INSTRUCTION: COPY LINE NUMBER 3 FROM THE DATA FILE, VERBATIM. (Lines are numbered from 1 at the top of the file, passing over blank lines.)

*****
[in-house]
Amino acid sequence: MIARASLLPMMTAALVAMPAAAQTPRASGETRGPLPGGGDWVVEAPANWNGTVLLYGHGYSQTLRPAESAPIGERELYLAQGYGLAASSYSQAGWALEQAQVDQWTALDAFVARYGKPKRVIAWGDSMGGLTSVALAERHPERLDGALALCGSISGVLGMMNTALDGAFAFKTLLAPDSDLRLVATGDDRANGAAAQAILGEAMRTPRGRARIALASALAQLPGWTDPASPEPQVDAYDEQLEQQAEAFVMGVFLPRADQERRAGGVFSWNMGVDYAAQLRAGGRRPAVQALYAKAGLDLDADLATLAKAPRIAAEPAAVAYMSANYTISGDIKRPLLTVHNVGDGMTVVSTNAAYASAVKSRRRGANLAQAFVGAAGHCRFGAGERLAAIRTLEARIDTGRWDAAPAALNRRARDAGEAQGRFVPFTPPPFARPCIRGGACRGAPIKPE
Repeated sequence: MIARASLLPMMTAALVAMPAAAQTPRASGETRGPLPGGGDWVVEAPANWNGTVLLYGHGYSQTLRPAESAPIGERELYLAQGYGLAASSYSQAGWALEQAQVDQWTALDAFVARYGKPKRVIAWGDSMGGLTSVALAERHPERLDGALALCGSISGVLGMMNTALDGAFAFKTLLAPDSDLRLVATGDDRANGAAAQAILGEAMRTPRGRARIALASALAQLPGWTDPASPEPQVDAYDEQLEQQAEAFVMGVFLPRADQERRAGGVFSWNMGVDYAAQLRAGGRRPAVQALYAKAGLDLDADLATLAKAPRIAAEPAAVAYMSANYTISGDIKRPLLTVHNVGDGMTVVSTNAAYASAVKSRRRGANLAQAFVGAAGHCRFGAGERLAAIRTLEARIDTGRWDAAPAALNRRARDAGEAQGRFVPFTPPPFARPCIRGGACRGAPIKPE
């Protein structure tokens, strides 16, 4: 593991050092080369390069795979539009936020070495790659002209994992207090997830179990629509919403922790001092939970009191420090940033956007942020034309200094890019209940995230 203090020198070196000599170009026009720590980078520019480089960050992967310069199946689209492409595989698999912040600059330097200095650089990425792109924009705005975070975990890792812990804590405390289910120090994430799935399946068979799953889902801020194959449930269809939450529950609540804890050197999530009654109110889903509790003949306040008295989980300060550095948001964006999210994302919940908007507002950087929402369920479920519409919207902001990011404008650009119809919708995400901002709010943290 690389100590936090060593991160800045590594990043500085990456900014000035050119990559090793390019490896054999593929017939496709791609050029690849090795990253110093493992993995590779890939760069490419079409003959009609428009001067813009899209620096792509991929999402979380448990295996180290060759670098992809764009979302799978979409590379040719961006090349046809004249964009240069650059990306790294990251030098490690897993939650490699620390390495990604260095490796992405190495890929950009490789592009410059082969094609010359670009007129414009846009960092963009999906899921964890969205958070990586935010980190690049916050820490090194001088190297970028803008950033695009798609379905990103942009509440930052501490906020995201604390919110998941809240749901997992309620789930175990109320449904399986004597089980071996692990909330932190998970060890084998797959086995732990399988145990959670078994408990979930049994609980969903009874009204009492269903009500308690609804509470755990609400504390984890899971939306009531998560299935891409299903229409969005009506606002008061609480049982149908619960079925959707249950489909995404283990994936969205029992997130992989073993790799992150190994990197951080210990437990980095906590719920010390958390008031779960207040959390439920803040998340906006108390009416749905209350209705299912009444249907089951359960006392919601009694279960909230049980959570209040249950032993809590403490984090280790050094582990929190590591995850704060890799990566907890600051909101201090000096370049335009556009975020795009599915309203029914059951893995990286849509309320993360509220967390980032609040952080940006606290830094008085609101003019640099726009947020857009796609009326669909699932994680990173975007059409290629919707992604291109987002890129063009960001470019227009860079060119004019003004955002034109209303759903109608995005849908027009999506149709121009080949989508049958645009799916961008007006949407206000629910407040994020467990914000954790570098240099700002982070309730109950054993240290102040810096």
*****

Repeated sequence: MIARASLLPMMTAALVAMPAAAQTPRASGETRGPLPGGGDWVVEAPANWNGTVLLYGHGYSQTLRPAESAPIGERELYLAQGYGLAASSYSQAGWALEQAQVDQWTALDAFVARYGKPKRVIAWGDSMGGLTSVALAERHPERLDGALALCGSISGVLGMMNTALDGAFAFKTLLAPDSDLRLVATGDDRANGAAAQAILGEAMRTPRGRARIALASALAQLPGWTDPASPEPQVDAYDEQLEQQAEAFVMGVFLPRADQERRAGGVFSWNMGVDYAAQLRAGGRRPAVQALYAKAGLDLDADLATLAKAPRIAAEPAAVAYMSANYTISGDIKRPLLTVHNVGDGMTVVSTNAAYASAVKSRRRGANLAQAFVGAAGHCRFGAGERLAAIRTLEARIDTGRWDAAPAALNRRARDAGEAQGRFVPFTPPPFARPCIRGGACRGAPIKPE